The defining feature of a mansard roof, a sloped facade/roof, is mildly problematic as structure. Under just the gravity load of the wall’s own weight, there is a small overturning moment, which is resisted as an inward thrust at the top and an outward thrust at the base. If the sloped wall is carrying other loads – part of the weight of the flat roof above, or wind pressure, for example – those thrusts usually increase.
In older buildings with wood-framed mansards and a bunch of interior masonry bearing walls. it’s not a big deal to absorb those thrusts into the walls. It’s so much not a big deal that no one ever thought to get engineers involved. In newer (i.e. 1880s and later) buildings with metal frames and relatively light masonry walls, those thrusts had to be accounted for. Since the frame buildings typically had some level of engineering involvement, either structural engineers as designers or as employees of the steel fabricator, the solution was a designed engineering solution.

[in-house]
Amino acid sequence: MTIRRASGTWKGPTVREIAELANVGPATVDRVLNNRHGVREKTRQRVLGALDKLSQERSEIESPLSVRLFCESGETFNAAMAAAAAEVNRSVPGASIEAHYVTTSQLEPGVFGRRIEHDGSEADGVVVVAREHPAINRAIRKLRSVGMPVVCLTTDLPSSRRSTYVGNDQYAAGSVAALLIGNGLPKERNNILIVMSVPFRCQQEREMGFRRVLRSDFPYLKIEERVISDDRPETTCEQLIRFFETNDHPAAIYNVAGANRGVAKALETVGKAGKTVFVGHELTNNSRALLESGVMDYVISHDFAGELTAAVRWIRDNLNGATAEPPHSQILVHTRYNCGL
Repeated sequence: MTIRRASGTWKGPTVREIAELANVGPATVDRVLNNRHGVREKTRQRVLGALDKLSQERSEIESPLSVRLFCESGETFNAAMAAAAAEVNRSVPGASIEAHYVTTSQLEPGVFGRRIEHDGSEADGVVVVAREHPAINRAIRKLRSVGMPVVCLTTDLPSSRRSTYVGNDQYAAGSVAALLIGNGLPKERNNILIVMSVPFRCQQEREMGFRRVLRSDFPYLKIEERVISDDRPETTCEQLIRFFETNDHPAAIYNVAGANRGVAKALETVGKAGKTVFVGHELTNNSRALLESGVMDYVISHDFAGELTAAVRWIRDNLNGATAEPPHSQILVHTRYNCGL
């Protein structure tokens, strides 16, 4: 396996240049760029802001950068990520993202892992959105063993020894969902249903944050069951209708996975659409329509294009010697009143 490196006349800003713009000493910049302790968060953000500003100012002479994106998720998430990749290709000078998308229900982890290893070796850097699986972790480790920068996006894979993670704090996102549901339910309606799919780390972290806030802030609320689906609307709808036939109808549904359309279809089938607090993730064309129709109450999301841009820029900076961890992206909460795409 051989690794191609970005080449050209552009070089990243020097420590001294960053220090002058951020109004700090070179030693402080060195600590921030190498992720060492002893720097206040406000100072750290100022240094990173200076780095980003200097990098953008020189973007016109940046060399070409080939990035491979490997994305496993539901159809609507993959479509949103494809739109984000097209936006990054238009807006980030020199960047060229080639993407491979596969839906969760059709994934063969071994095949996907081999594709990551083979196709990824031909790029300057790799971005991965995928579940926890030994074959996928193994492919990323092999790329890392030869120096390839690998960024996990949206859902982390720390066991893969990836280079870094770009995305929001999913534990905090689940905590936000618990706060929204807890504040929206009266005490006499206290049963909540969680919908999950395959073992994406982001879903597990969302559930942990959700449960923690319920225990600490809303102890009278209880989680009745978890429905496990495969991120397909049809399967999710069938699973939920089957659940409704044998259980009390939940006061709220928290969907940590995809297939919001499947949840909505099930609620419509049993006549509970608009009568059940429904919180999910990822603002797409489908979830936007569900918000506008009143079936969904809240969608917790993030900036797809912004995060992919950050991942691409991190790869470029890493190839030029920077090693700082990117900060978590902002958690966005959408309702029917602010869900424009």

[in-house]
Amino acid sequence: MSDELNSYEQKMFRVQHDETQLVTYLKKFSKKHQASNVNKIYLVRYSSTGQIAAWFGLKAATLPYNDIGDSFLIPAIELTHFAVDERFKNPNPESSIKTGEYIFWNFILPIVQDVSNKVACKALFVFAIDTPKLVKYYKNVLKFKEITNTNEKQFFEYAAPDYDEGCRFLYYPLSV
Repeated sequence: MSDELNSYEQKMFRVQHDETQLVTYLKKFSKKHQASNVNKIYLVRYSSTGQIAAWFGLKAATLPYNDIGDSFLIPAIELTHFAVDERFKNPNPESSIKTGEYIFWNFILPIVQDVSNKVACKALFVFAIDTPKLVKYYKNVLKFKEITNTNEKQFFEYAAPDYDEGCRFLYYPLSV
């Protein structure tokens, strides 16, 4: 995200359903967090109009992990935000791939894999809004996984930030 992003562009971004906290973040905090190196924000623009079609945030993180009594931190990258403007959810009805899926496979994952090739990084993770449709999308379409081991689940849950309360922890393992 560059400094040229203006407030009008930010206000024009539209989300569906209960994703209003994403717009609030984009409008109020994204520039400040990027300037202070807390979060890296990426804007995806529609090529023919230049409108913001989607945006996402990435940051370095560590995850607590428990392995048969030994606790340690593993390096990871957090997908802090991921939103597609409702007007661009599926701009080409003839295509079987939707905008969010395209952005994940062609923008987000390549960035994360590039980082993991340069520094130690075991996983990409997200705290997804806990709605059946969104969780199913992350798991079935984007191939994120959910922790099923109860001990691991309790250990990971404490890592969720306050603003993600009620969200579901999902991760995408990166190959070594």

The curved knees above provide moment connections between mansard rafters and flat-roof beams. Because this building was constructed in 1905, this connection was made using rivets, so each curved knee is mostly just a plate that connects double-channel rafters and beams. (If you look closely, you can see dark lines on the flanges that mark the edges between the pairs of channels. The outer edge of each knee has a flange consisting of a pair of angles riveted to the plate. By providing a moment connection here, effectively making continuous the sloped and flat portions of the roof members, the thrusts created by the slope are spread over a larger area and their effect reduced.
In short, this steel-framed mansard is structurally quite different from its wood-framed predecessors, but looks more or less the same from the outside. Once again, structural engineering does its job well by being invisible.